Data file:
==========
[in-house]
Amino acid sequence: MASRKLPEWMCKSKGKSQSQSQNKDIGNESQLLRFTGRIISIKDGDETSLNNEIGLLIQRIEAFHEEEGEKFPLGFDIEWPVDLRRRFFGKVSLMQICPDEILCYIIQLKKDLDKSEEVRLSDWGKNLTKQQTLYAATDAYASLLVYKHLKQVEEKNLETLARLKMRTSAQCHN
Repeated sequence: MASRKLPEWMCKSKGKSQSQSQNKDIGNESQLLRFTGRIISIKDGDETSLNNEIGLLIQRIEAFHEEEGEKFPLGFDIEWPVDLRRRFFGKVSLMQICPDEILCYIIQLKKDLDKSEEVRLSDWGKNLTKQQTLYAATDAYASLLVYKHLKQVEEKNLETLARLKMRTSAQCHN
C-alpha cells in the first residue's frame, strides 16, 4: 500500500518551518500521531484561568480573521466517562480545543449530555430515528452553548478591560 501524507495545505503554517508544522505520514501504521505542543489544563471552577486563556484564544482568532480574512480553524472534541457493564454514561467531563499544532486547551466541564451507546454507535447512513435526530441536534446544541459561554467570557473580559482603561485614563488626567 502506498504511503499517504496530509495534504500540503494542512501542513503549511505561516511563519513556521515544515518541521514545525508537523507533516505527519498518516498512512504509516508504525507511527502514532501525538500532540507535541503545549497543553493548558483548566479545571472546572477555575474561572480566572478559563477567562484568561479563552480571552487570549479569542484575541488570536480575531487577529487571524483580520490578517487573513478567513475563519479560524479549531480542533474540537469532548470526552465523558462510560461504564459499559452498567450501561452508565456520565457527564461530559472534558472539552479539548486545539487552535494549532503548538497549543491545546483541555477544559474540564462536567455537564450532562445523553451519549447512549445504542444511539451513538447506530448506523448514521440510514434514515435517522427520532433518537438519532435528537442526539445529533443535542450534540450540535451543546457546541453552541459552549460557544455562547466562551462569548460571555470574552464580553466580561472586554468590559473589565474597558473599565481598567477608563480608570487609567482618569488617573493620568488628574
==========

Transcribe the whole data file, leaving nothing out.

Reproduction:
[in-house]
Amino acid sequence: MASRKLPEWMCKSKGKSQSQSQNKDIGNESQLLRFTGRIISIKDGDETSLNNEIGLLIQRIEAFHEEEGEKFPLGFDIEWPVDLRRRFFGKVSLMQICPDEILCYIIQLKKDLDKSEEVRLSDWGKNLTKQQTLYAATDAYASLLVYKHLKQVEEKNLETLARLKMRTSAQCHN
Repeated sequence: MASRKLPEWMCKSKGKSQSQSQNKDIGNESQLLRFTGRIISIKDGDETSLNNEIGLLIQRIEAFHEEEGEKFPLGFDIEWPVDLRRRFFGKVSLMQICPDEILCYIIQLKKDLDKSEEVRLSDWGKNLTKQQTLYAATDAYASLLVYKHLKQVEEKNLETLARLKMRTSAQCHN
C-alpha cells in the first residue's frame, strides 16, 4: 500500500518551518500521531484561568480573521466517562480545543449530555430515528452553548478591560 501524507495545505503554517508544522505520514501504521505542543489544563471552577486563556484564544482568532480574512480553524472534541457493564454514561467531563499544532486547551466541564451507546454507535447512513435526530441536534446544541459561554467570557473580559482603561485614563488626567 502506498504511503499517504496530509495534504500540503494542512501542513503549511505561516511563519513556521515544515518541521514545525508537523507533516505527519498518516498512512504509516508504525507511527502514532501525538500532540507535541503545549497543553493548558483548566479545571472546572477555575474561572480566572478559563477567562484568561479563552480571552487570549479569542484575541488570536480575531487577529487571524483580520490578517487573513478567513475563519479560524479549531480542533474540537469532548470526552465523558462510560461504564459499559452498567450501561452508565456520565457527564461530559472534558472539552479539548486545539487552535494549532503548538497549543491545546483541555477544559474540564462536567455537564450532562445523553451519549447512549445504542444511539451513538447506530448506523448514521440510514434514515435517522427520532433518537438519532435528537442526539445529533443535542450534540450540535451543546457546541453552541459552549460557544455562547466562551462569548460571555470574552464580553466580561472586554468590559473589565474597558473599565481598567477608563480608570487609567482618569488617573493620568488628574